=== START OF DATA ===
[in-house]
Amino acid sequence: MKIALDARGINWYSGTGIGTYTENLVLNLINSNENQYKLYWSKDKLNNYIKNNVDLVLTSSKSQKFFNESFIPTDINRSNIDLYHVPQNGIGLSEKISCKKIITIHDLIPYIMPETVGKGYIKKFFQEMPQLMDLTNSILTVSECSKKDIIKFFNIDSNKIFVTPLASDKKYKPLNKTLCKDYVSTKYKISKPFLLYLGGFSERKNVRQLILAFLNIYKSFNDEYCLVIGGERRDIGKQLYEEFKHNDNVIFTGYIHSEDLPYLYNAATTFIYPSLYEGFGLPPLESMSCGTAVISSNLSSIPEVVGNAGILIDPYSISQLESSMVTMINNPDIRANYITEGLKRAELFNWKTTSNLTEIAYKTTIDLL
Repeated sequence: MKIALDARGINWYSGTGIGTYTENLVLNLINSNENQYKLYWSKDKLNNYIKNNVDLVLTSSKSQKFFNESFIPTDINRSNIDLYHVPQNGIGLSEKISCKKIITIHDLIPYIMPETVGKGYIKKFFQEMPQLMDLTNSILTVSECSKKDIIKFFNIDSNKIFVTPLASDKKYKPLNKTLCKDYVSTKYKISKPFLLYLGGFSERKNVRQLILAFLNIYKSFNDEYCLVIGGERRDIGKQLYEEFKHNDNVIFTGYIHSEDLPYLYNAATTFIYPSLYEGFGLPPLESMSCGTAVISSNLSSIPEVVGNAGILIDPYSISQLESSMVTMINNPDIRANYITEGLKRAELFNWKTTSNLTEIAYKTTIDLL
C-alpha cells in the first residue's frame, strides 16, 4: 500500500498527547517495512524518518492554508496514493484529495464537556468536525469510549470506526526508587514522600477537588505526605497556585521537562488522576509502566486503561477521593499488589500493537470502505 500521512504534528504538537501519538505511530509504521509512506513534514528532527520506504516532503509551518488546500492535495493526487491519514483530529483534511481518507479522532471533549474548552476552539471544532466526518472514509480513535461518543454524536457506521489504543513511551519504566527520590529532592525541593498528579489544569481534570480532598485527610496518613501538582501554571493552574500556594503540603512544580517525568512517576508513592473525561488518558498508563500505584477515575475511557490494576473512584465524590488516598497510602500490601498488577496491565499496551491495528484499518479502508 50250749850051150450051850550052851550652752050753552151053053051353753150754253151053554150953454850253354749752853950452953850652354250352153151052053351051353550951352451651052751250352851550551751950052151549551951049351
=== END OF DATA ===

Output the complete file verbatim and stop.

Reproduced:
[in-house]
Amino acid sequence: MKIALDARGINWYSGTGIGTYTENLVLNLINSNENQYKLYWSKDKLNNYIKNNVDLVLTSSKSQKFFNESFIPTDINRSNIDLYHVPQNGIGLSEKISCKKIITIHDLIPYIMPETVGKGYIKKFFQEMPQLMDLTNSILTVSECSKKDIIKFFNIDSNKIFVTPLASDKKYKPLNKTLCKDYVSTKYKISKPFLLYLGGFSERKNVRQLILAFLNIYKSFNDEYCLVIGGERRDIGKQLYEEFKHNDNVIFTGYIHSEDLPYLYNAATTFIYPSLYEGFGLPPLESMSCGTAVISSNLSSIPEVVGNAGILIDPYSISQLESSMVTMINNPDIRANYITEGLKRAELFNWKTTSNLTEIAYKTTIDLL
Repeated sequence: MKIALDARGINWYSGTGIGTYTENLVLNLINSNENQYKLYWSKDKLNNYIKNNVDLVLTSSKSQKFFNESFIPTDINRSNIDLYHVPQNGIGLSEKISCKKIITIHDLIPYIMPETVGKGYIKKFFQEMPQLMDLTNSILTVSECSKKDIIKFFNIDSNKIFVTPLASDKKYKPLNKTLCKDYVSTKYKISKPFLLYLGGFSERKNVRQLILAFLNIYKSFNDEYCLVIGGERRDIGKQLYEEFKHNDNVIFTGYIHSEDLPYLYNAATTFIYPSLYEGFGLPPLESMSCGTAVISSNLSSIPEVVGNAGILIDPYSISQLESSMVTMINNPDIRANYITEGLKRAELFNWKTTSNLTEIAYKTTIDLL
C-alpha cells in the first residue's frame, strides 16, 4: 500500500498527547517495512524518518492554508496514493484529495464537556468536525469510549470506526526508587514522600477537588505526605497556585521537562488522576509502566486503561477521593499488589500493537470502505 500521512504534528504538537501519538505511530509504521509512506513534514528532527520506504516532503509551518488546500492535495493526487491519514483530529483534511481518507479522532471533549474548552476552539471544532466526518472514509480513535461518543454524536457506521489504543513511551519504566527520590529532592525541593498528579489544569481534570480532598485527610496518613501538582501554571493552574500556594503540603512544580517525568512517576508513592473525561488518558498508563500505584477515575475511557490494576473512584465524590488516598497510602500490601498488577496491565499496551491495528484499518479502508 50250749850051150450051850550052851550652752050753552151053053051353753150754253151053554150953454850253354749752853950452953850652354250352153151052053351051353550951352451651052751250352851550551751950052151549551951049351